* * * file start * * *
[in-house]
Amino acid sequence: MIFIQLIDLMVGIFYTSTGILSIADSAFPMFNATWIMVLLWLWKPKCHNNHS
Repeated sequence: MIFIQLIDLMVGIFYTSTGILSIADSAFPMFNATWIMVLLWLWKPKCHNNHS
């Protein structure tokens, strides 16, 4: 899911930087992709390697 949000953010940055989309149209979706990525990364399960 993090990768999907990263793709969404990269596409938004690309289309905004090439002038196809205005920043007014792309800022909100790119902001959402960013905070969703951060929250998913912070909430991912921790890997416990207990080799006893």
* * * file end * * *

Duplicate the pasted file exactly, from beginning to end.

[in-house]
Amino acid sequence: MIFIQLIDLMVGIFYTSTGILSIADSAFPMFNATWIMVLLWLWKPKCHNNHS
Repeated sequence: MIFIQLIDLMVGIFYTSTGILSIADSAFPMFNATWIMVLLWLWKPKCHNNHS
């Protein structure tokens, strides 16, 4: 899911930087992709390697 949000953010940055989309149209979706990525990364399960 993090990768999907990263793709969404990269596409938004690309289309905004090439002038196809205005920043007014792309800022909100790119902001959402960013905070969703951060929250998913912070909430991912921790890997416990207990080799006893």